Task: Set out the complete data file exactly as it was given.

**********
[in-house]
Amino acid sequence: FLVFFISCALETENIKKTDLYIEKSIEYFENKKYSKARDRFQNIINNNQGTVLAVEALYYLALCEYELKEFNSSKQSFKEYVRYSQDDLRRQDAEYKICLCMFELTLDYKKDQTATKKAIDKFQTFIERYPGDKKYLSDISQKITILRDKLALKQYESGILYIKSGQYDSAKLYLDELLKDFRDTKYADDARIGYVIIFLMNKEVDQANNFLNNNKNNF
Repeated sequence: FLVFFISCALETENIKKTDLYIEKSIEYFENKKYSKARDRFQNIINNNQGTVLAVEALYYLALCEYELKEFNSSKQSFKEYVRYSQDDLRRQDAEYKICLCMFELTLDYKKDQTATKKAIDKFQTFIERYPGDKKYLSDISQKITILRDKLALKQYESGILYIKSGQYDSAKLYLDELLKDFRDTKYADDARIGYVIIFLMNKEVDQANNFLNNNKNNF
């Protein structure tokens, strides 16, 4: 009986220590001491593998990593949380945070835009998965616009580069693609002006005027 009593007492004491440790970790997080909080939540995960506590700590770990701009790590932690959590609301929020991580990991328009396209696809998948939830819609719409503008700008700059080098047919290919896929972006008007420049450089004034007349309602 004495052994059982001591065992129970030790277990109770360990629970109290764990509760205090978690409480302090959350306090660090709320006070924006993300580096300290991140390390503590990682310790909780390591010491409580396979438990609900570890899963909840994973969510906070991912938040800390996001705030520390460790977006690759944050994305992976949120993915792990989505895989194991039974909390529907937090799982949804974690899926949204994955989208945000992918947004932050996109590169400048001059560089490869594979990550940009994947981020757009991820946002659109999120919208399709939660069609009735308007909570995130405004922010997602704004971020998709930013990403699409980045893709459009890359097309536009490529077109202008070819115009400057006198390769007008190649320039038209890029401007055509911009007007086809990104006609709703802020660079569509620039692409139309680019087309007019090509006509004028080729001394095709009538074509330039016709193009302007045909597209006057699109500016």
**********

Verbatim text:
[in-house]
Amino acid sequence: FLVFFISCALETENIKKTDLYIEKSIEYFENKKYSKARDRFQNIINNNQGTVLAVEALYYLALCEYELKEFNSSKQSFKEYVRYSQDDLRRQDAEYKICLCMFELTLDYKKDQTATKKAIDKFQTFIERYPGDKKYLSDISQKITILRDKLALKQYESGILYIKSGQYDSAKLYLDELLKDFRDTKYADDARIGYVIIFLMNKEVDQANNFLNNNKNNF
Repeated sequence: FLVFFISCALETENIKKTDLYIEKSIEYFENKKYSKARDRFQNIINNNQGTVLAVEALYYLALCEYELKEFNSSKQSFKEYVRYSQDDLRRQDAEYKICLCMFELTLDYKKDQTATKKAIDKFQTFIERYPGDKKYLSDISQKITILRDKLALKQYESGILYIKSGQYDSAKLYLDELLKDFRDTKYADDARIGYVIIFLMNKEVDQANNFLNNNKNNF
């Protein structure tokens, strides 16, 4: 009986220590001491593998990593949380945070835009998965616009580069693609002006005027 009593007492004491440790970790997080909080939540995960506590700590770990701009790590932690959590609301929020991580990991328009396209696809998948939830819609719409503008700008700059080098047919290919896929972006008007420049450089004034007349309602 004495052994059982001591065992129970030790277990109770360990629970109290764990509760205090978690409480302090959350306090660090709320006070924006993300580096300290991140390390503590990682310790909780390591010491409580396979438990609900570890899963909840994973969510906070991912938040800390996001705030520390460790977006690759944050994305992976949120993915792990989505895989194991039974909390529907937090799982949804974690899926949204994955989208945000992918947004932050996109590169400048001059560089490869594979990550940009994947981020757009991820946002659109999120919208399709939660069609009735308007909570995130405004922010997602704004971020998709930013990403699409980045893709459009890359097309536009490529077109202008070819115009400057006198390769007008190649320039038209890029401007055509911009007007086809990104006609709703802020660079569509620039692409139309680019087309007019090509006509004028080729001394095709009538074509330039016709193009302007045909597209006057699109500016």